Tanja Binggeli - In BOCCA al lupo ! + Toi toi toi
Edition of 20.
Theatres can be spooky places. Performing can be a pretty scary experience. These two things mean that the theatre is often rife with the type of superstition that leads to performers carrying (or wearing) all sorts of Lucky charms. A few centuries ago, when spirits were everywhere, there was a firm belief that evil spirits dwelled in the dark corners of European theatres. A few different expressions were quoined at the time to protect a person's performance from these evil spirits. Somehow, opera performers have maintained this tradition, and in opera houses around the world, you still hear these very same expressions being used today.
"In bocca al lupo", when translated literally, means 'Into the mouth of the wolf !', which is said to a performer before they go on stage, and in some places, a performer will respond with the traditional response, 'Crepi il lupo !. The sense of this is, 'Into the wolf, cast any bad energy' and then 'May that wolf choke on that bad energy and cark it!' Not a nice fate for the wolf, however, this expression refers back to symbol of the wolf in European folklore as representing the universal predator. One imagines him lurking in the wings, preparing to, any minute, expose a performers worst fear...SO THEN!
In BOCCA al lupo!
CREPI il lupo!
The expression 'toi toi toi' (pronounced 'toy toy toy') comes from the German operatic tradition. Pronounced with a very crisp Germanic 't', 'toi toi toi' imitates the sound of a performer spitting 3 times over their left shoulder to ward off the devil from whispering malevolent somethings into his or her vulnerable ear! In the backstage corridors of the Sydney Opera House, there are cries of "in BOCCA al lupo !" and "toi toi toi !" flying between performers before ever show. In BOCCA al lupo encourages you, whatever music you sing or play, to take these well wishes from far away places and carry them with you as you perform.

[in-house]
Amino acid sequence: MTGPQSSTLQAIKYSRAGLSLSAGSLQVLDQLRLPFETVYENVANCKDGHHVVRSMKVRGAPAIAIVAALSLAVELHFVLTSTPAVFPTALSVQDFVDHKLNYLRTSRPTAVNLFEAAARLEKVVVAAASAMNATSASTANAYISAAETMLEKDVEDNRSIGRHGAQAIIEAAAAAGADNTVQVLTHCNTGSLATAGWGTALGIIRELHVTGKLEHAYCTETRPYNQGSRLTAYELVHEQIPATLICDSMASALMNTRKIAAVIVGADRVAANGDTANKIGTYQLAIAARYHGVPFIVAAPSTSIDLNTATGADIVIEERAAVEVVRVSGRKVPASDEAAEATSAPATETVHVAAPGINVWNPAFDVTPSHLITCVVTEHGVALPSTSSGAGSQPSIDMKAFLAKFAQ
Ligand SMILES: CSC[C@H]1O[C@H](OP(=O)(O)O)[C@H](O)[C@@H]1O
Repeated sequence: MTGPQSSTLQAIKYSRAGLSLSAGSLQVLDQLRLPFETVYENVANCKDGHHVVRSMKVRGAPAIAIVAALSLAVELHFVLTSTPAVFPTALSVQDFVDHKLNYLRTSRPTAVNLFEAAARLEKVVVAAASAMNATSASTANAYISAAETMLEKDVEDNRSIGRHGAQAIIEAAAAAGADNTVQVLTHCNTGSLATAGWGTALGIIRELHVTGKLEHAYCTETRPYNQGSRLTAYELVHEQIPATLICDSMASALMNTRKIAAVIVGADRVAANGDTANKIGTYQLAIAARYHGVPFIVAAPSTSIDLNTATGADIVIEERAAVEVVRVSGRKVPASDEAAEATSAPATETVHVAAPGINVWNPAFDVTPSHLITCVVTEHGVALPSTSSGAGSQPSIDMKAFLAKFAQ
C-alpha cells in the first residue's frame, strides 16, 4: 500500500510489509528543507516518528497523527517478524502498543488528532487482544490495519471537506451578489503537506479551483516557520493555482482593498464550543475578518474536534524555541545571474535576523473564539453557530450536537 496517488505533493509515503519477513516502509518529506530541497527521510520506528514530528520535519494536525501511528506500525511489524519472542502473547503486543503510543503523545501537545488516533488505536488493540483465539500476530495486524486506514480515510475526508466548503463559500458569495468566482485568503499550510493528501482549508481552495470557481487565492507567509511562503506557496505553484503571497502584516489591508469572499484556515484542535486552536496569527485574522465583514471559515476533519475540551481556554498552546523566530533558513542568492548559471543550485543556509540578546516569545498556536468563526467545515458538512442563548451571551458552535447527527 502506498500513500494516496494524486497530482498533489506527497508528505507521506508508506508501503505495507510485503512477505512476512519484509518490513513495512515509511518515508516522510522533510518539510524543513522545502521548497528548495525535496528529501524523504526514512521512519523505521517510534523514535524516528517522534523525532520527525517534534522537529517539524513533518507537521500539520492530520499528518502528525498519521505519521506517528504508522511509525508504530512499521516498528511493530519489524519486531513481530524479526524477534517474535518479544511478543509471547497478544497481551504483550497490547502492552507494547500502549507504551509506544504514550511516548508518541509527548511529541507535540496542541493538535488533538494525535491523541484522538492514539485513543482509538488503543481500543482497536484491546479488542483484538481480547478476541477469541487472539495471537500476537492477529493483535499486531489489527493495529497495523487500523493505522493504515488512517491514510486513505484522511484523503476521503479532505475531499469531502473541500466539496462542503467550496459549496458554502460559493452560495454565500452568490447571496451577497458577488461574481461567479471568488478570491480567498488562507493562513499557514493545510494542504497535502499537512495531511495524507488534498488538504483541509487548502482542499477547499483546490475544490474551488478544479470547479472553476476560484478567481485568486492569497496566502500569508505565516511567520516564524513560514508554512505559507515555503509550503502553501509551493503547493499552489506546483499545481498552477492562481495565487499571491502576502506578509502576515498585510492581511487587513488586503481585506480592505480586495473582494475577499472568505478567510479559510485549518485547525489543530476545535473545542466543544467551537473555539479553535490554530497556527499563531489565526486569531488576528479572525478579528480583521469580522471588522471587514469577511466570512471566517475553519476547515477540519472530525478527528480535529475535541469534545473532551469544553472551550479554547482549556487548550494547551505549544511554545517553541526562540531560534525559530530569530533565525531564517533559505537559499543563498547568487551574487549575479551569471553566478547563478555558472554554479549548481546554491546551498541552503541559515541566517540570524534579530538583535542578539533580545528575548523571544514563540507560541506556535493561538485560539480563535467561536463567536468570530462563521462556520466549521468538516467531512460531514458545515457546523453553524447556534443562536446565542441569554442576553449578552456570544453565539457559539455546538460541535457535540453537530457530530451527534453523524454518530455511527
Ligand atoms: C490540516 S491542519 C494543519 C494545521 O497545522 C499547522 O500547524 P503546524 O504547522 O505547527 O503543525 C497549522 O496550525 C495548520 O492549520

Take a moment before you perform to unwrap the musical wolf's head + take out the charm within. Tuck the charm into your pocket, or into your costume, and feel the letters of the blessing that have been pressed into it. Remember the good will. Play the good music.
In BOCCA al lupo has been made from 100% FSC cotton paper and pressed with metal type, using an 1894 Chandler and Price letterpress. The folded wolf's head has been made from a reclaimed Don Giovanni score from the Opera Australia library.
Tanja Binggeli is a letterpress printer who uses only non-digital technologies in her designs. Having swapped Adobe for Gutenberg, Tanja creates all of her work using moveable type and hand cut images. Tanja is also the German Language Coach for Opera Australia, currently working on Wagner's 'Ring Cycle' in Melbourne.
Tiffany Singh - Let the pure wind release you
Brass, copper, clay, twine, beeswax, paper, flowers, leaves, natural dyes - Series of 7 works.
‘Each bell focuses on one colour of my particular spectrum which responds to my understanding of the chakra points in the body. The spectrum is Red, Magenta, Orange, Yellow, Green, Blue, Violet. The twine that supports the bells are dyed in natural materials that promote healing ie, turmeric and beetroot. The cranes and the flora materials will respond to the particular colour ways. It is important that the bells should be hung in the same order preferably in a line where the audience encounters the red, magenta, orange, yellow, green, blue and violet in this order as they are activating the chakras from base to crown as they move through and around the work’.